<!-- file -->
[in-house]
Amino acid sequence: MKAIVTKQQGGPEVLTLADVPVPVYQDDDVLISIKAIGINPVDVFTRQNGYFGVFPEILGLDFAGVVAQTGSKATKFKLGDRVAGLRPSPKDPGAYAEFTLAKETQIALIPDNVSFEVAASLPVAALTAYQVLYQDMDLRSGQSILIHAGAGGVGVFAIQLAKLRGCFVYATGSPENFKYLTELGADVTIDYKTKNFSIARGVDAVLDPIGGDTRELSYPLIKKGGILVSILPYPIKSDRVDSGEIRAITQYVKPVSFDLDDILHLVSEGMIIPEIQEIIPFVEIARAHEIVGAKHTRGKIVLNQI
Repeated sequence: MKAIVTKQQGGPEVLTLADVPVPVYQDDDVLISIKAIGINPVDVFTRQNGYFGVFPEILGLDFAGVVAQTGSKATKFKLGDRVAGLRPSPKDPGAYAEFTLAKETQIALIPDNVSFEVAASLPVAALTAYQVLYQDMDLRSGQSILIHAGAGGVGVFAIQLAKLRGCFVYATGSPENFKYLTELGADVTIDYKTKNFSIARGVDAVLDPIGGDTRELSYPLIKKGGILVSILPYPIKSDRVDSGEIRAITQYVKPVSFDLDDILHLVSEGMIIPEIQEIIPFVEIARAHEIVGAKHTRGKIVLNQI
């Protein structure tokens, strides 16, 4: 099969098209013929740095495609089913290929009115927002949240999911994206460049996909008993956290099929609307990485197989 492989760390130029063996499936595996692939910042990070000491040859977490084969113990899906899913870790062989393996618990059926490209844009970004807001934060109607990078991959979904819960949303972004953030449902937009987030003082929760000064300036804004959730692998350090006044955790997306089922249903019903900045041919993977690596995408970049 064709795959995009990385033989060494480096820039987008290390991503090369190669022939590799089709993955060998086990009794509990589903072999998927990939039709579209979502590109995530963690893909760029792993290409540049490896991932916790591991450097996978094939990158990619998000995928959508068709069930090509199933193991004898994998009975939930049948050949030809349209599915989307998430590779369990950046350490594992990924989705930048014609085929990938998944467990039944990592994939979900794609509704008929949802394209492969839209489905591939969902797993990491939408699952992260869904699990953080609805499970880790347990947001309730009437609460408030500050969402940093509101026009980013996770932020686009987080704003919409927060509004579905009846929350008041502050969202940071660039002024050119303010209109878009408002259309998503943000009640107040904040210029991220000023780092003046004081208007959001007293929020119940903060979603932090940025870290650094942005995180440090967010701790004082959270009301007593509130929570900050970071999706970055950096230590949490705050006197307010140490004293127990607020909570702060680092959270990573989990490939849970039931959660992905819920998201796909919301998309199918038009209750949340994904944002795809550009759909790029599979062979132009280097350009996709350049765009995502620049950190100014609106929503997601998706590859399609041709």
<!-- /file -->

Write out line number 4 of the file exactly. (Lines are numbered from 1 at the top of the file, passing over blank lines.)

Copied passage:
């Protein structure tokens, strides 16, 4: 099969098209013929740095495609089913290929009115927002949240999911994206460049996909008993956290099929609307990485197989 492989760390130029063996499936595996692939910042990070000491040859977490084969113990899906899913870790062989393996618990059926490209844009970004807001934060109607990078991959979904819960949303972004953030449902937009987030003082929760000064300036804004959730692998350090006044955790997306089922249903019903900045041919993977690596995408970049 064709795959995009990385033989060494480096820039987008290390991503090369190669022939590799089709993955060998086990009794509990589903072999998927990939039709579209979502590109995530963690893909760029792993290409540049490896991932916790591991450097996978094939990158990619998000995928959508068709069930090509199933193991004898994998009975939930049948050949030809349209599915989307998430590779369990950046350490594992990924989705930048014609085929990938998944467990039944990592994939979900794609509704008929949802394209492969839209489905591939969902797993990491939408699952992260869904699990953080609805499970880790347990947001309730009437609460408030500050969402940093509101026009980013996770932020686009987080704003919409927060509004579905009846929350008041502050969202940071660039002024050119303010209109878009408002259309998503943000009640107040904040210029991220000023780092003046004081208007959001007293929020119940903060979603932090940025870290650094942005995180440090967010701790004082959270009301007593509130929570900050970071999706970055950096230590949490705050006197307010140490004293127990607020909570702060680092959270990573989990490939849970039931959660992905819920998201796909919301998309199918038009209750949340994904944002795809550009759909790029599979062979132009280097350009996709350049765009995502620049950190100014609106929503997601998706590859399609041709």